Reimagining Beauty in the Face of Illness

By Tiphaine Mercier

Tiphaine talks to her grandmother, Malou, about her raw experience of losing her hair as a result of chemotherapy.

 

There are days when you look in the mirror and nothing feels right. You have bags or dark circles under your eyes and your skin is terrible, but the worst thing about your image is your hair. You would like to cut it, even shave your head but your hair is too precious to cut it all off. Unfortunately, every year, more than seven million women have no choice but to shave their head due to cancer treatment. This is the story of Malou, 67 years old, a grandmother of two little girls and married for 50 years.


Malou is an active grandmother, who plays sports every week and eats healthily. But on January 30th, 2016, her doctors diagnosed her with breast cancer. Soon after the diagnosis, Malou started chemotherapy sessions, not knowing what to expect, but the doctors informed her that she will lose her hair little by little. Having grown up in the 60s and 70s, Malou always had short hair. At the time, short hair was in fashion and she never really cared much about it. She was never interested in letting it grow or having long hair like you see in all the magazines. “I always had short hair, like boys, but the day I came to make an appointment at the hairdresser’s to shave my head, I was terrified, petrified… I felt empty. I didn’t want to go out with my husband or my friends. The very idea of having to see myself without any hair made me nervous. I was ashamed and I wanted to be alone in order to come to terms with the way I look.” She explains that she felt overcome with a sense of shame because she thought that everyone would know that the cause of her hair loss was cancer.


Women have hair – that is the norm. In magazines, models all have hair and you rarely meet a woman on
the street with a shaved head. People assume that there must be a reason for a woman to have their head shaved, dismissing the possibility that this could be done simply because she prefers it that way. “People expect to be given a valid reason when they ask us ‘why are we bald?’”

 

“When I left the hairdresser’s, I thought that everyone was looking at me, judging. I felt naked. I never even showed my bald head to my family except to my husband.” During her 6 months of chemotherapy, Malou joined an association for women with breast cancer. Every Tuesday, they sit themselves around a table in support of each other. “It’s thanks to these meetings with these women that I understood a lot about our relationship with hair. I realised that the beauty of a woman is not through her hair but through her soul. Hair is like an accessory and femininity is not just about a woman’s hair.” Malou explains that these women helped her to regain self-confidence, that the beauty of hair is only subjective and that people don’t need to follow fashion or worry about people’s judgment as long as they accept and feel good about themselves – that’s the most important thing. “Shaving my head was a test in my life, I felt destroyed both mentally and physically. It’s like the cancer was taking away a part of me. Thanks to the help of this association and my family, I realised that beauty did not depend on my hair, but in what a person represents. I accepted myself over time, I was still in chemotherapy but I felt less oppressed because I knew I was at peace with myself. When my hair started to grow back, it’s as if I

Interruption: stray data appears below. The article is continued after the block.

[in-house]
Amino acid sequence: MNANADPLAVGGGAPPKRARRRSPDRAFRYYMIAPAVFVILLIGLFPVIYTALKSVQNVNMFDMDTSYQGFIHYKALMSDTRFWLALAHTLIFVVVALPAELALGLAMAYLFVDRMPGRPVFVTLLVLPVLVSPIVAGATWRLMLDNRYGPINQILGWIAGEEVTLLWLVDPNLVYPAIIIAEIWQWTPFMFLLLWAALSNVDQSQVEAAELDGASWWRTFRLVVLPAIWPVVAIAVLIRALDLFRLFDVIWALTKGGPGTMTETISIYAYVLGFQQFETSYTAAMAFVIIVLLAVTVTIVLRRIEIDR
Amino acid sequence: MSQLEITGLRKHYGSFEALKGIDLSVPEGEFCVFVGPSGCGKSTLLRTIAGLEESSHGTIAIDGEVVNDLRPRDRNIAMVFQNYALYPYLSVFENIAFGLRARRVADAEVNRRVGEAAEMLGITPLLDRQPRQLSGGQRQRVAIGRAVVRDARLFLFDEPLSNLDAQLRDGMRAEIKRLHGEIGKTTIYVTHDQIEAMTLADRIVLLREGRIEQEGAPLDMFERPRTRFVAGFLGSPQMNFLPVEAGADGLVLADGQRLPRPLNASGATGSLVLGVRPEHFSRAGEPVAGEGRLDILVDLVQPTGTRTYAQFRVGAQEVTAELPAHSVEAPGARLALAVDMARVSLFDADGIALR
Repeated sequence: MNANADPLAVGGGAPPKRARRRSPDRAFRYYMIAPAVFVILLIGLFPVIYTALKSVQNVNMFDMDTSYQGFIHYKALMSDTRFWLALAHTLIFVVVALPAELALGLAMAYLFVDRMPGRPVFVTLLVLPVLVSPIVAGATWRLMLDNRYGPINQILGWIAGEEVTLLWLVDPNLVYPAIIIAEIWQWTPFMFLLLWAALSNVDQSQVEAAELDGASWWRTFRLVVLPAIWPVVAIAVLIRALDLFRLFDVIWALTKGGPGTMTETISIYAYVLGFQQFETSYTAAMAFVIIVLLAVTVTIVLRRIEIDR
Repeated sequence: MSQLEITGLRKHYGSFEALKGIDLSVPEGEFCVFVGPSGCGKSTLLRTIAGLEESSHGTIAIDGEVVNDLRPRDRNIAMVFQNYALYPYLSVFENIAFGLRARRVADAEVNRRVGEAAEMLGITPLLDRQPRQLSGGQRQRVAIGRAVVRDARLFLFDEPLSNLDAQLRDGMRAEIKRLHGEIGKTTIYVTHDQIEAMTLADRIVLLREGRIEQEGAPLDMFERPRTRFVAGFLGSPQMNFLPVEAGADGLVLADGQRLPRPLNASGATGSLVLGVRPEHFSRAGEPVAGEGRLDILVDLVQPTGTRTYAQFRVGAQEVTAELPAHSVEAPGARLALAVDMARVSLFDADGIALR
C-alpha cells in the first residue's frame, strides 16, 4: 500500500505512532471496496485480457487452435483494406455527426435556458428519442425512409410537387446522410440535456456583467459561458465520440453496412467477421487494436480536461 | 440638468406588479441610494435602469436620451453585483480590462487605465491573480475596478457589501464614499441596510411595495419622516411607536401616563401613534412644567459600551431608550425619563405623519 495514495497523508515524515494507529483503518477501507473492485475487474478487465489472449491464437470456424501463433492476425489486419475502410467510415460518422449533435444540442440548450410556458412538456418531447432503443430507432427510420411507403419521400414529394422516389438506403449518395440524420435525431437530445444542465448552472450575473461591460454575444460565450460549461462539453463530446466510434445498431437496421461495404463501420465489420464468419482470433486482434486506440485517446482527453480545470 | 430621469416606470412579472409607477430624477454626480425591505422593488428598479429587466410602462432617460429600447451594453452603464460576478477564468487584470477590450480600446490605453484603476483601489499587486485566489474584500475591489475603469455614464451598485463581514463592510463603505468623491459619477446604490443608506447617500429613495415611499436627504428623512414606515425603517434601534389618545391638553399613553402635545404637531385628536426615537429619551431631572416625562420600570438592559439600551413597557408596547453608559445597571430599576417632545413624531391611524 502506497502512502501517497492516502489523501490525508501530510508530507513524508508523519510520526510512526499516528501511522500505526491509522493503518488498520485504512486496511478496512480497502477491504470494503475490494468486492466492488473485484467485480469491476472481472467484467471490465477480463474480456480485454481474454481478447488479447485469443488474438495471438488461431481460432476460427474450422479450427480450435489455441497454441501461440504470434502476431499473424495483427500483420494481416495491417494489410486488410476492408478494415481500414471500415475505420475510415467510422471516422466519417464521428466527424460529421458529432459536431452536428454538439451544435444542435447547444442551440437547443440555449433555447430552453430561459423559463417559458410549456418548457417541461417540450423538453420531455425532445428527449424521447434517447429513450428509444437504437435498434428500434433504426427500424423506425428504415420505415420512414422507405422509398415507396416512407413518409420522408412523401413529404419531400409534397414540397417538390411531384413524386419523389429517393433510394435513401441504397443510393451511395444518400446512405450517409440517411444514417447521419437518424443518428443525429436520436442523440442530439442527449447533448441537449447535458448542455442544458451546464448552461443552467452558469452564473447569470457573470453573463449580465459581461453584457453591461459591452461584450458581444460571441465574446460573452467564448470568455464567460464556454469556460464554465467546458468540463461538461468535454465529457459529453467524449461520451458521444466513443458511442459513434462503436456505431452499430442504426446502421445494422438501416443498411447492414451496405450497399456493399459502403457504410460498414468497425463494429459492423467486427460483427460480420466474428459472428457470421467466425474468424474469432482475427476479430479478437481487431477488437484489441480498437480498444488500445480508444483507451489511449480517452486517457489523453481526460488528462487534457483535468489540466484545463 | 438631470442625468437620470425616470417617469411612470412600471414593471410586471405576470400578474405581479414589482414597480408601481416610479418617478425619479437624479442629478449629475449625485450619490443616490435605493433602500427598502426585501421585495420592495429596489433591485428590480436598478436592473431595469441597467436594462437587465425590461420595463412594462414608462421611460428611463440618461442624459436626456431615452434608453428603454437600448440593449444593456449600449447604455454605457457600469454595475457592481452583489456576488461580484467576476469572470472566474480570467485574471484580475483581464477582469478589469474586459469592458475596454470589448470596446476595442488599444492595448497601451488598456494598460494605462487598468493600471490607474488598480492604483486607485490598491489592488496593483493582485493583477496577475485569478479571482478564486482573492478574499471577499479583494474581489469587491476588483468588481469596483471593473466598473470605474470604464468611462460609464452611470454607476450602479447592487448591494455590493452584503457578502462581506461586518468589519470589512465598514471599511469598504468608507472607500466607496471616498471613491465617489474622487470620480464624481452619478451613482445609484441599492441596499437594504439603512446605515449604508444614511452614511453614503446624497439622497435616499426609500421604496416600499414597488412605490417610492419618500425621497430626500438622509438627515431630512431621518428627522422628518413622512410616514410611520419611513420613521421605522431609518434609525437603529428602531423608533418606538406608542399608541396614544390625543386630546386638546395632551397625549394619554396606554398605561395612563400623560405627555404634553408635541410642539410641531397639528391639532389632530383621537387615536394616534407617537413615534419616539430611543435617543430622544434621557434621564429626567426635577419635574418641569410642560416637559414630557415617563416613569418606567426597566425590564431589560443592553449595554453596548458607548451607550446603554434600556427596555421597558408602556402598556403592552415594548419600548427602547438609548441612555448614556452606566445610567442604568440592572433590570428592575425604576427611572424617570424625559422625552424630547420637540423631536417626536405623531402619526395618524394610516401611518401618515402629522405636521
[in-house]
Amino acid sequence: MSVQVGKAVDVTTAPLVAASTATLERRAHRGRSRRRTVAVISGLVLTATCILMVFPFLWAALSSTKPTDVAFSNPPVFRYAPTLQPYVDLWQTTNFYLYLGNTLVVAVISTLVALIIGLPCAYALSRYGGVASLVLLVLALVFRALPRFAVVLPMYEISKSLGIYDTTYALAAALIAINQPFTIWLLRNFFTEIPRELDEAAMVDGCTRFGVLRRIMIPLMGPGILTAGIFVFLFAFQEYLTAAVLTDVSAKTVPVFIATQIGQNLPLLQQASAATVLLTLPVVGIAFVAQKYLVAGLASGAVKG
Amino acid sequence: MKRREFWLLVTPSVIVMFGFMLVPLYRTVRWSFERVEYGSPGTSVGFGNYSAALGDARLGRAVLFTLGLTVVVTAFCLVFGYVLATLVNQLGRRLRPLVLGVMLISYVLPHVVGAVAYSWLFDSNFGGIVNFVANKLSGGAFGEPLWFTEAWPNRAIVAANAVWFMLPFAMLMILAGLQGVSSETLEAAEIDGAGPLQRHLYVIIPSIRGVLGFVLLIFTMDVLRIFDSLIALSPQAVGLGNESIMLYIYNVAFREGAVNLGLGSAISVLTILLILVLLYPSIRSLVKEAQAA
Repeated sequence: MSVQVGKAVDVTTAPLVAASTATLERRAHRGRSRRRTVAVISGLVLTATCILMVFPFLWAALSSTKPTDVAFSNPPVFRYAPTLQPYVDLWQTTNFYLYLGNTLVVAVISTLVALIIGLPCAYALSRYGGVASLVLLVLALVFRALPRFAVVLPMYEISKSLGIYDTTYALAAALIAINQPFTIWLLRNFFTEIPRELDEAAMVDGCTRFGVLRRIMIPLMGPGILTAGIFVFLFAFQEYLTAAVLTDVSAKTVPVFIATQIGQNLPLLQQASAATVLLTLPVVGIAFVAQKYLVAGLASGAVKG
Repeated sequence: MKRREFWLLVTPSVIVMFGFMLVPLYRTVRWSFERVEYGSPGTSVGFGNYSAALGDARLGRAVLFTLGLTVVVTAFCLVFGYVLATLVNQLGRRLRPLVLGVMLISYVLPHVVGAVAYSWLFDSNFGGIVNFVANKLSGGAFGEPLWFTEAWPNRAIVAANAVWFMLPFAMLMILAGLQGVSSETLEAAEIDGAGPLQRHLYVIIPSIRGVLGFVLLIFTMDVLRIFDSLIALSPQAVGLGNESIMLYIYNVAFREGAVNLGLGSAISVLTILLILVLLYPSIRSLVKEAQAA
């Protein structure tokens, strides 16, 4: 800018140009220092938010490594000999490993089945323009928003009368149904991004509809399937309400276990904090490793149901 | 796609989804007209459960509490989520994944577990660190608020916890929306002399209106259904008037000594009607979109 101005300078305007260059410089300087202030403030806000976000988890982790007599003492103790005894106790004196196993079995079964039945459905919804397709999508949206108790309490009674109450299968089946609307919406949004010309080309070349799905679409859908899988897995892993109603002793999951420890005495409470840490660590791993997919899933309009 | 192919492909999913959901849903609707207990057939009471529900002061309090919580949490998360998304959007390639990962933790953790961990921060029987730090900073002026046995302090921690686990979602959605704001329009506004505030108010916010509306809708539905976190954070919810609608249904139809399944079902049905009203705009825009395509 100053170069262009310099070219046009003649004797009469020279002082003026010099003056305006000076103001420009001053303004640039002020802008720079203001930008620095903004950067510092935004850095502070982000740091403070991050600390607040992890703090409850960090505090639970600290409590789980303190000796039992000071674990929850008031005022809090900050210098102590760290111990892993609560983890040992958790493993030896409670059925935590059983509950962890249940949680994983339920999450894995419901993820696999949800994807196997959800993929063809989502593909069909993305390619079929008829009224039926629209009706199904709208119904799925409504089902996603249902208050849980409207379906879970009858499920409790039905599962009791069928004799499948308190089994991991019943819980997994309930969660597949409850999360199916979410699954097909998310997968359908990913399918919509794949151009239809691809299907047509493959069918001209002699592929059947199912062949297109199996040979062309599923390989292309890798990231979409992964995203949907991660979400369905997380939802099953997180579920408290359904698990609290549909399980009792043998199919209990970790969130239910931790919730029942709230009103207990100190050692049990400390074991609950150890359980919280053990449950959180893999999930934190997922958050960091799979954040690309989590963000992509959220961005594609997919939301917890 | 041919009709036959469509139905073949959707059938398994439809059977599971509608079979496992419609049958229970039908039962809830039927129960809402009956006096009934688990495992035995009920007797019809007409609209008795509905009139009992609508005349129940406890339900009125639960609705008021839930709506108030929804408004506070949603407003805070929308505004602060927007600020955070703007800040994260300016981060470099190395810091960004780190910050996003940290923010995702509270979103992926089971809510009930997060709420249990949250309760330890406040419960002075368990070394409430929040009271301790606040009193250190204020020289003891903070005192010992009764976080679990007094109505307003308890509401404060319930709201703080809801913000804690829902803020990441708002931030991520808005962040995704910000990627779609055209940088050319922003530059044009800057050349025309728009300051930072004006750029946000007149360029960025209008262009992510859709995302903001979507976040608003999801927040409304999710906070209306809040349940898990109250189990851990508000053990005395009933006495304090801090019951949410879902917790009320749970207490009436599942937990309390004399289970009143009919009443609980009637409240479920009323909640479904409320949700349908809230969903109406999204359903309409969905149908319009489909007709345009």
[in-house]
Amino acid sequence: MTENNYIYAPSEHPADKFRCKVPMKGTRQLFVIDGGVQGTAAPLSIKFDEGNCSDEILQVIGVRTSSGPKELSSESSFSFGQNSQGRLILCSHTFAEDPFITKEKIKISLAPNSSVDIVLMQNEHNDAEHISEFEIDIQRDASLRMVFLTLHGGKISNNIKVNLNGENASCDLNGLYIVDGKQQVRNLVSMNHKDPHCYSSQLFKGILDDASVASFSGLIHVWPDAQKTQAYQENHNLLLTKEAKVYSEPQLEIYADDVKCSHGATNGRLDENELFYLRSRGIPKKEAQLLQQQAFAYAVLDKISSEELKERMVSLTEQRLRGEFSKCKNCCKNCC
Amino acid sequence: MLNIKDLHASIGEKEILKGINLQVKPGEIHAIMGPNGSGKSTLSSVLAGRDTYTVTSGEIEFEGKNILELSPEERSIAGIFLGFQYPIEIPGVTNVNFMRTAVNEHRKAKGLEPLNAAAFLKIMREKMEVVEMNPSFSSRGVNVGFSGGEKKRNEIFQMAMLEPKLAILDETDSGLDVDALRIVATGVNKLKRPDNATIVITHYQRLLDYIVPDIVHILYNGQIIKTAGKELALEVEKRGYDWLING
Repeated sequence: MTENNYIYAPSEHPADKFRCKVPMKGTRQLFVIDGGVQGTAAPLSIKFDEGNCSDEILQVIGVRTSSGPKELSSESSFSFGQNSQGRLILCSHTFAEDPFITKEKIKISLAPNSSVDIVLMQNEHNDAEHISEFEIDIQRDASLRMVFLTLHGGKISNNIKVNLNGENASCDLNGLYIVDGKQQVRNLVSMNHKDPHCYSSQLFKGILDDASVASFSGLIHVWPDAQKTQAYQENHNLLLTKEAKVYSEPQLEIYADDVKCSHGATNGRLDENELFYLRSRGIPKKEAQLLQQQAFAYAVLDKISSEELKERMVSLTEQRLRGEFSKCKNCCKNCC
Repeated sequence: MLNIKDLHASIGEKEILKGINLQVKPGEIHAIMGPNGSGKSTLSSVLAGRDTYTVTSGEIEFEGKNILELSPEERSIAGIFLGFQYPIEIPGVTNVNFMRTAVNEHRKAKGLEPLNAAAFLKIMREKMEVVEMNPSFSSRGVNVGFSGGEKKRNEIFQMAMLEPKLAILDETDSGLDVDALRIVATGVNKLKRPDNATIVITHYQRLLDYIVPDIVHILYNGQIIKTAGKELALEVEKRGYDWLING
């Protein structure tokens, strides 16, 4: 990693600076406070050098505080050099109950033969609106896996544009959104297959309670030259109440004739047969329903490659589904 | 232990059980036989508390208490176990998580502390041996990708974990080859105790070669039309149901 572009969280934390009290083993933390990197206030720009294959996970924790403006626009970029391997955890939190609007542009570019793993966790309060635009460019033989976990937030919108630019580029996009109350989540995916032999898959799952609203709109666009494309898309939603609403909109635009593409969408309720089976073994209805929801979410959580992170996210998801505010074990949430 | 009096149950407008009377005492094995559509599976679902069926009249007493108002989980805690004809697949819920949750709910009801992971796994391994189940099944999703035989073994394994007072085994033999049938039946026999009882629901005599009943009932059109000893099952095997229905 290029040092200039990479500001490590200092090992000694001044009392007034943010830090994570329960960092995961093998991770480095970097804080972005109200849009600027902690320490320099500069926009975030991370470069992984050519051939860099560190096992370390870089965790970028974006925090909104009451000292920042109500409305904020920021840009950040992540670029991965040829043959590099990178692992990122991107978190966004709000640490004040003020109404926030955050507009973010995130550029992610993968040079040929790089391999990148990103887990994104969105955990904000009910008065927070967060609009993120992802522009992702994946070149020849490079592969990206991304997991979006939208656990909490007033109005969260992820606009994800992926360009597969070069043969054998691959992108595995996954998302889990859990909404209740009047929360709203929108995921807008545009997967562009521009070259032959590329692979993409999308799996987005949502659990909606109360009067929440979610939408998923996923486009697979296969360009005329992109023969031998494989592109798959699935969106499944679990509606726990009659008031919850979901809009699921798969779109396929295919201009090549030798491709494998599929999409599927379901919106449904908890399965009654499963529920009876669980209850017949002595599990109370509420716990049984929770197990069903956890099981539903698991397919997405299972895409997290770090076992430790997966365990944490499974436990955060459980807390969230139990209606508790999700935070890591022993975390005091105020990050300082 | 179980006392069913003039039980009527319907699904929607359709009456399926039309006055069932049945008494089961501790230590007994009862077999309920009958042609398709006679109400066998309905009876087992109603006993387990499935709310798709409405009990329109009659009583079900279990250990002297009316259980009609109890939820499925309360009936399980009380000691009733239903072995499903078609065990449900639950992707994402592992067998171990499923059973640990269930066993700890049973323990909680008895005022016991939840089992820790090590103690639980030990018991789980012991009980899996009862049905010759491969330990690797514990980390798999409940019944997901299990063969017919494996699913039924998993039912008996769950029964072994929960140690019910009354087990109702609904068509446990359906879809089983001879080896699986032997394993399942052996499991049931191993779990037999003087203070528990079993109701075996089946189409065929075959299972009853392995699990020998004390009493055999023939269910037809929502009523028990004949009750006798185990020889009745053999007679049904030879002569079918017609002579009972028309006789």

began a new life.”


Since her recovery, Malou has been trying to live life to the fullest. She travels more in order to visit her family members living overseas. Throughout her illness, she found it impossible to remove her wig as she was afraid that people would categorize her as being ill. Nowadays, she lives life one day at a time, no longer afraid of being seen without hair. Cancer has made her realise how precious life is; to be able to walk, see and be in good health. Although Malou has regained her strength and her hair has begun to grow back, she still, and will always, believe that a woman’s beauty is not determined by this part of the human body.

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